This question presumes that "smart, A - A+" students actually are a threat to anyone. First, "smart" and "A-A+" are not the same thing. Plenty of smart students earn average grates and even more A students are not smart. It is a matter of achievement - there is underachievment, overachievement, nonachievement, and achievement, and any one person can exhibit any of these behaviors at any time.
The threat you describe is a perception that says far more about the person feeling threatened than the person evoking that emotion. Any learner who feels threatened by other students would be well advised to get a grip and look within to find the source of their insecurity.
Birth is a kind of genetic lottery. There are a lot of ways to measure "smart" and achievement is more about motivation than smarts. There are 2 ways to look at achievement. One either runs a race because they love running and would do it even if there was no one else in the contest, or they feel compelled to outrun everyone else in order to avoid losing. The outcome looks the same, and you can't always distinguish between a "winner" who enjoys learning from a "winner" who is afraid of failure.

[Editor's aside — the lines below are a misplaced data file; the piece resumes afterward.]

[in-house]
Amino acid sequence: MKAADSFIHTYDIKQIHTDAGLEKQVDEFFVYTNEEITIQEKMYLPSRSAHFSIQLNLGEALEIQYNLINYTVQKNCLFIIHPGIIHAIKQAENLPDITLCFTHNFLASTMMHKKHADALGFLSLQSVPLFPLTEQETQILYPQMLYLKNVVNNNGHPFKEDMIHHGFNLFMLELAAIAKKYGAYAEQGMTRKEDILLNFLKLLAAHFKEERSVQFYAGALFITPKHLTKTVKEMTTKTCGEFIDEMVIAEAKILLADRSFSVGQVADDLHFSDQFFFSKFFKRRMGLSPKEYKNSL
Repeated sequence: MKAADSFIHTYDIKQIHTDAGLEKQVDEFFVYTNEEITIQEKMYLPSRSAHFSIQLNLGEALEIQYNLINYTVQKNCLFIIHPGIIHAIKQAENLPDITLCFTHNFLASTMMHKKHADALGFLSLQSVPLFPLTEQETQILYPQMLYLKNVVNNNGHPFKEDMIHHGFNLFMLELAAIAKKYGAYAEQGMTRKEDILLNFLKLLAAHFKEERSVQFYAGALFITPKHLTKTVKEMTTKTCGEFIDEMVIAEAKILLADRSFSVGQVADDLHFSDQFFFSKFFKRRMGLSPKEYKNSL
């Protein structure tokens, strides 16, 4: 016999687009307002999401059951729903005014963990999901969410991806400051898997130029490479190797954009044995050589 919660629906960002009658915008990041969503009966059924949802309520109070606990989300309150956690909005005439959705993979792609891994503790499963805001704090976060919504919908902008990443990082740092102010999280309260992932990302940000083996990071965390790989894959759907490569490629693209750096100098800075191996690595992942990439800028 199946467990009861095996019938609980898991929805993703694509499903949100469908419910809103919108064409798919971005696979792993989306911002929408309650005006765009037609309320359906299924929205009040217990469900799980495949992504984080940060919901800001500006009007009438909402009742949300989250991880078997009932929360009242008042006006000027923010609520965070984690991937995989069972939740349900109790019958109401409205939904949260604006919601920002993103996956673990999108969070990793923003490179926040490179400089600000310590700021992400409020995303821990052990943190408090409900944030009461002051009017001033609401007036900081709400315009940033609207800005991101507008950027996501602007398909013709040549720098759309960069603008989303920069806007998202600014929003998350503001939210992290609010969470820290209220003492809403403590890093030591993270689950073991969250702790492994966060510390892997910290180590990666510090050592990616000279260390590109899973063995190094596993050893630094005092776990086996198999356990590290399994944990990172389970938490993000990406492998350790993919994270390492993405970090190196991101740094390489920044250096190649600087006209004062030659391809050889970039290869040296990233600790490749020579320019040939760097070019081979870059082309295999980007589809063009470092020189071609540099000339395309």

Good students are a threat to no one with a single exception. Measuring grades on a "curve" has value. But a normal curve is a measurement of 1) the effectiveness of a teacher's instruction, and 2) the validity of the test instrument. I never manipulated grades to match a curve, thereby creating competition among students for a very few top grades. But on those few occasions as a rookie when the bell of the curve fell either too far to the left or right of "average," I looked to myself for the answer. If I hadn't taught effectively, the curve would show it and I threw those grades out, re-taught the concept, and re-tested. The curve would also showed if a test (I always wrote my own) was too easy or too hard, so I sometimes threw those grades out, too, wrote a better one that was a fair measure of mastery.
If an unskilled teacher misuses the grading curve to limit the number of high and low grades, that creates a toxic environment in which only the lucky inheritors of good brains and the neurotic overachievers will definitely hog the goods, and they do become a threat. But it is not about the kids, it's about their teacher.